Robinson was a massive coup for Rick Stansbury when he committed to and signed for the Hilltoppers, but it has been non-stop drama since then. Less than two weeks after his commitment, Robinson tweeted that he would be decommitting from WKU before immediately deleting the tweet and claiming that his account was hacked. Robinson did not attend the first session of summer school on campus, and he was in class in the second summer school session and reportedly practicing with the team this month for a trip to Costa Rica, but he cleaned out his dorm room and left the campus last night.
Part of the reason that Robinson opted to go to Western Kentucky was that his godfather, former UNC star Shammond Williams, was an assistant coach on the staff. Williams left the program on July 3rd, and ever since then there have been questions surrounding where Robinson will play this season. There have been rumors that he will be heading overseas for a year before entering the 2018 NBA Draft, and there is also the potential that Robinson could end up transferring to a different college.
The question, however, is whether or not Robinson will be able to transfer and play immediately without sitting out a year since he enrolled in summer school.
Robinson is a 7-foot center and a terrific defensive prospect that is projected as a first round pick next year. If he does get a waiver to transfer, he immediately becomes the best available talent on the market, along with Marvin Bagley III, who is considering reclassifying.
NEW YORK (AP) — Virginia and Vanderbilt will meet in one semifinal of the NIT Preseason Tip-Off on Thanksgiving Day at Barclays Center.
Rhode Island and Seton Hall face off in the other semifinal with the winners meeting on Friday, Nov. 24.
This is the third straight year the Tip-Off has been held at Barclays Center. Eventual NCAA champion Villanova won the event in 2015. All games will be televised on ESPNU.
Non-bracketed teams in the NIT Season Tip-Off who will play games at campus sites are: Austin Peay, Fairleigh Dickinson, Monmouth, Oakland City and UNC Asheville.
Miles Bridges changed the landscape of the 2017-18 college basketball season on April 13.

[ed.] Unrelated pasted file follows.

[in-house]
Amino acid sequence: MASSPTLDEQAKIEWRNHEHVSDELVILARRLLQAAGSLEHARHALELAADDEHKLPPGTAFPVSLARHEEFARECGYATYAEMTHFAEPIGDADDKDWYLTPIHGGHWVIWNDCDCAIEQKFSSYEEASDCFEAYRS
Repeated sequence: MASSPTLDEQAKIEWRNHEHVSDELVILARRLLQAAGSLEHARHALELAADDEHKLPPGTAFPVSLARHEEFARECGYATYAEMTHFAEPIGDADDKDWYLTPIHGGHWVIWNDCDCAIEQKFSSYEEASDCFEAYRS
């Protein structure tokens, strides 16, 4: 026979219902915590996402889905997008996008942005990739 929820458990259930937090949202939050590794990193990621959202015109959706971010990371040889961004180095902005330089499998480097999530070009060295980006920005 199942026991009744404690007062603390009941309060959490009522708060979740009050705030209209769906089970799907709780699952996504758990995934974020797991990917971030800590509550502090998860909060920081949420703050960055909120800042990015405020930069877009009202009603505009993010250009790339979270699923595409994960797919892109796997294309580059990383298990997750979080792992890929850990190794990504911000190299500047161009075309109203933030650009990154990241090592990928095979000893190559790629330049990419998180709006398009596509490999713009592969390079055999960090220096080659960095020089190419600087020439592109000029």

The Michigan State forward spurned the NBA for another year in East Lansing. The decision not only meant that Bridges was a frontrunner for national player of the year, but solidified the Spartans as a national title contender.
But Bridges’ choice to return was still puzzling to many. The 6-foot-7 forward was projected as a lottery pick. Bridges explained his decision to Mike Decourcy of Sporting News in a story published on Thursday.
“He says, ‘You know what, Coach? I want to get better. I don’t want to be in the D-League. I’ve got buddies that are, and I just want to make sure when I go, I’m ready,’ ” Izzo recalled to Sporting News. “I looked at him and I said, ‘Done deal.’ For me, that was a done deal. It was a reasonable, sensible argument.”
Agents, friends, reporters, scouts, acquaintances, fans, strangers and family members — oh and, as we said, coaches — all had one opinion about how Bridges should spend the next year of his life. Miles had another, opposing, viewpoint.
Bridges told Decourcy that support came from his teammates, many of whom were returning to the team as well. Assuming the backcourt of Cassius Winston and Josh Langford make a leap forward, as well as incoming freshman Jaren Jackson providing an immediate impact, the Spartans’ title hopes could become a reality.
Bridges averaged 16.9 points, 8.3 boards, 2.1 assists and 1.5 blocks as a freshman at Michigan State. He’s rated as the No. 5 overall pick in the 2018 NBA Draft by DraftExpress.
GREENSBORO, N.C. (AP) — Four more Division I conferences will join a men’s basketball officiating alliance formed last year by the Atlantic Coast Conference, the Big East, the Atlantic 10 and Colonial Athletic Association.
The Big South, the Ivy League, the Northeast and the Patriot League are joining ahead of the 2017-18 season, according to announcements from the leagues Thursday. The alliance launched last summer for conferences to work together on officiating matters and enhance training, development, recruitment, retention and feedback for officials.
John Cahill, the Big East’s supervisor of officials, and Bryan Kersey, the ACC’s coordinator of men’s basketball officiating, will continue to lead the alliance operations.
ACC commissioner John Swofford says the new additions to the alliance “provide an even greater opportunity to build chemistry and quality” across the officiating ranks.